Then just as a fun example of that sense of choice and 'switching' the B part played with no drop thumb at all followed by the B part again with drop thumb inserted all over the place.


Edited by - m06 on 12/08/2020 02:04:15

Dec 9, 2020 - 7:26:33 AM

19 posts since 6/8/2020

Thanks for all the suggestions, I'll work through some of them in my practice sessions. Currently I've been keeping my banjo in G but have played some in CC. I'm getting a second banjo soon which I'm looking forward to being able to keep one in G and the other in CC or others.

Jan 7, 2021 - 10:34:04 AM

trampagne

Sweden

13 posts since 6/8/2020

Just wanted to chime in and say that Brett Ridgeway has some really good lessons on drop and double thumbing, He explains and demonstrates it in a way that shows you how they differ and once you're comfortable with them, how you can interchange them.

youtu.be/a7uFU6xziEU

youtu.be/20b0vMpRta4

(currently learning this myself and wanted to share a resource that works for me as I am basically starting again from scratch with the basics after developing some bad habits and hitting a wall)

Edited by - trampagne on 01/07/2021 10:39:48

Jan 8, 2021 - 8:23:54 AM

Nickcd

UK

293 posts since 1/28/2018

Had a look at first video from Brett Ridgeway but seemed to my mind he was demonstrating 'm' skips as double thumbing.

As for drop thumbing exercises as mentioned above the Banjo Blitz series is good.

Edited by - Nickcd on 01/08/2021 08:25:37

Jan 8, 2021 - 8:58:58 AM

108 posts since 3/16/2014

Just my experience, but i struggled for a few years with developing my drop and double thumbing. Often my 'double thumbing' would actually be me speeding up the bumditty. Ultimately, one day i determined to just drill myself the same way as i had to learn to bumditty. Not thru playing tunes but just thru repeating the pattern over and over and over and... until it finally stuck. Then, just as the bumditty could be added to any melody line, so too can the double and drop thumb to a large extent.
Previous to my drilling it in, i had found that any tune i knew really well was fair game at comfortably adding some drops. i found it easier than trying to learn specific drops from tab.

Just some ideas..

Jan 8, 2021 - 1:07:27 PM

trampagne

Sweden

13 posts since 6/8/2020

quote:
Originally posted by Nickcd

Had a look at first video from Brett Ridgeway but seemed to my mind he was demonstrating 'm' skips as double thumbing.

As for drop thumbing exercises as mentioned above the Banjo Blitz series is good.


Seems that I spoke too confidently about something I had no clue about. Sorry about that OP. The "bad habits" that I mentioned earlier was me confusing regular Clawhammer bum-ditty with the double-thumbing, thinking that in order to play the normal clawhammer bum-ditty i needed to plant the thumb behind the 5th string and pluck at each eigth note.. When that would in fact be "double thumbing" (correct me if I'm wrong please) and it turns out I hadn't really developed any bad habits, yet at least. LOL.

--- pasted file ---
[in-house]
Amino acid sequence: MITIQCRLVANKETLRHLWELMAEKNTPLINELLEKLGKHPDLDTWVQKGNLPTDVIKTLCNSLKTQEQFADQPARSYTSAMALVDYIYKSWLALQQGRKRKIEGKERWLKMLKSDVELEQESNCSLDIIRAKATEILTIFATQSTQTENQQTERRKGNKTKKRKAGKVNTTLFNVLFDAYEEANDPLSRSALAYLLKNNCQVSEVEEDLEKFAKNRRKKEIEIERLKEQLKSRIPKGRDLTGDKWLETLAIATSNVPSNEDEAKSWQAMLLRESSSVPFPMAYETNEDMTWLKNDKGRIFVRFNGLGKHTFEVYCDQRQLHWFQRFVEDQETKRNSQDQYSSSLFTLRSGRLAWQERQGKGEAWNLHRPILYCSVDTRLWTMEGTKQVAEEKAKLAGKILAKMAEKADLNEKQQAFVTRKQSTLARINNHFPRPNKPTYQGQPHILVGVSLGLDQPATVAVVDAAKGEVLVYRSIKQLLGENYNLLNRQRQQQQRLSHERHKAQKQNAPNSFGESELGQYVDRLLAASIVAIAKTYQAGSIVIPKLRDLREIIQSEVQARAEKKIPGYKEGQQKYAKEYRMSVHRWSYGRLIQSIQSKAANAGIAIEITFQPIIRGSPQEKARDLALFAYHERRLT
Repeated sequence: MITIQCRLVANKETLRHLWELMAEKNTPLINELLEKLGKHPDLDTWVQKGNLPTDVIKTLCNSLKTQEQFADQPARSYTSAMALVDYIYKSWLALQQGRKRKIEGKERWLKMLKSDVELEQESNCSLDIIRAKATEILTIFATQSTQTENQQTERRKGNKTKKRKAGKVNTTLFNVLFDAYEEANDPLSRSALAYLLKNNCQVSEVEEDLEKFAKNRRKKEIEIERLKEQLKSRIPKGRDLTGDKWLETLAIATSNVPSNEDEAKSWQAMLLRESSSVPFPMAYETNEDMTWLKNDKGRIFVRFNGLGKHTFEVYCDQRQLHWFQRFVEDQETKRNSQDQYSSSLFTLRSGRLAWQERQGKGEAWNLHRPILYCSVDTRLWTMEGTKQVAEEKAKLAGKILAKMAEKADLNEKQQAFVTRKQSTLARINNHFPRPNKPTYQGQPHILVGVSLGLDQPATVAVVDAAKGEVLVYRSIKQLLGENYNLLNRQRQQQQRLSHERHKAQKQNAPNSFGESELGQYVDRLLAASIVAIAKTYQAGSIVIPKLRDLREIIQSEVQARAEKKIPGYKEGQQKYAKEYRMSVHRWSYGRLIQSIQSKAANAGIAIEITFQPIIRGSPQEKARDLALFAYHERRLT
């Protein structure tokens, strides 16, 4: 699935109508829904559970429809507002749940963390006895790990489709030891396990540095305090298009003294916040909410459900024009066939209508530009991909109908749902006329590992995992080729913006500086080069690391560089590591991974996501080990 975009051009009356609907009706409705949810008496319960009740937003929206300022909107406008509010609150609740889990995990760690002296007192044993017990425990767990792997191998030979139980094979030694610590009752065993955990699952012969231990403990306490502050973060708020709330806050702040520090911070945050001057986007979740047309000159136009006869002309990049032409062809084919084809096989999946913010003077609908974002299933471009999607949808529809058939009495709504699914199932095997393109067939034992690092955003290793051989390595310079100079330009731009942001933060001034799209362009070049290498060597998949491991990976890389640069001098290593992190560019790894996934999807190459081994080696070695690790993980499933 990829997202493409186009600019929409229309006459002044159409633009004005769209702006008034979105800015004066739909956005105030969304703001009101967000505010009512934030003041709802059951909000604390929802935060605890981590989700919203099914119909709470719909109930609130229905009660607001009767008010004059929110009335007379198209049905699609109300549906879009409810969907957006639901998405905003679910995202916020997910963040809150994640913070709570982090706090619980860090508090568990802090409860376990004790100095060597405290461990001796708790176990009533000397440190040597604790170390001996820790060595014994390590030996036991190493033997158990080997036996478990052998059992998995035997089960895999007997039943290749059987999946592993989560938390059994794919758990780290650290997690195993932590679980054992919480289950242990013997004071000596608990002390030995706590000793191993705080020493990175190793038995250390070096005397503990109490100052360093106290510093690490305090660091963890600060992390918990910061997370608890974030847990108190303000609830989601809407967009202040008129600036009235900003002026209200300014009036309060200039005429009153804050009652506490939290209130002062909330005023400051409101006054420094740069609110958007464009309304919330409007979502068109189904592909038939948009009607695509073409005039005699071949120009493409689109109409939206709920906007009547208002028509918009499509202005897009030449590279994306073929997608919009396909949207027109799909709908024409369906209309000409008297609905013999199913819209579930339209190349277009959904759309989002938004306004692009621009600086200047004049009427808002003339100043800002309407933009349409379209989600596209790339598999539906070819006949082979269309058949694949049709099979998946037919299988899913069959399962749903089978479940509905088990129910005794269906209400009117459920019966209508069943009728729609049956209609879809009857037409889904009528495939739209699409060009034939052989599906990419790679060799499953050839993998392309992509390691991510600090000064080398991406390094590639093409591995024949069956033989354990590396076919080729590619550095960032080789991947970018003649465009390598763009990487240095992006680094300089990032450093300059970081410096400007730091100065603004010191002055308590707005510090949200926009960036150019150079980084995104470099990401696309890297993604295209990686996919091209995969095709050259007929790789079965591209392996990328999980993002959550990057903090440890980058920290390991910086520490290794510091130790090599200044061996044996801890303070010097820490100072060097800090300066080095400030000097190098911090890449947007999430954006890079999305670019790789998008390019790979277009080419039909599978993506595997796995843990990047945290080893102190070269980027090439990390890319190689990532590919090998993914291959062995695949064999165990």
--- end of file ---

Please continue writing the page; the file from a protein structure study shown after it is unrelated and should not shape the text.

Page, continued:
BanjoLemonade just uploaded a video on double thumbing that I believe makes sense, 

https://www.youtube.com/watch?v=kn0AN3VT0ow

Jan 17, 2021 - 2:02:25 PM
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lmolter

USA

48 posts since 11/9/2015

I'm new to drop thumbing as well, even though I have been playing CW for about 5 years. But here's what I don't get: I took the basic melody for Angeline The Baker and embellished it for Clawhammer. I did not add any drop thumb because in my style of playing, I'm subconsciously adding hammer-ons and pull-offs between the melody notes that seem to fill any gaps. The result sounds similar to the song with drop thumbs added. Does this suffice? I can still do drop thumbs when I play slowly and I suppose I should get better so that I can incorporate them at speed. But a lot of the time, I just take a basic melody and CW it.

Jan 17, 2021 - 2:54:30 PM

m06

England

9759 posts since 10/5/2006

quote:
Originally posted by lmolter

I'm new to drop thumbing as well, even though I have been playing CW for about 5 years. But here's what I don't get: I took the basic melody for Angeline The Baker and embellished it for Clawhammer. I did not add any drop thumb because in my style of playing, I'm subconsciously adding hammer-ons and pull-offs between the melody notes that seem to fill any gaps. The result sounds similar to the song with drop thumbs added. Does this suffice? I can still do drop thumbs when I play slowly and I suppose I should get better so that I can incorporate them at speed. But a lot of the time, I just take a basic melody and CW it.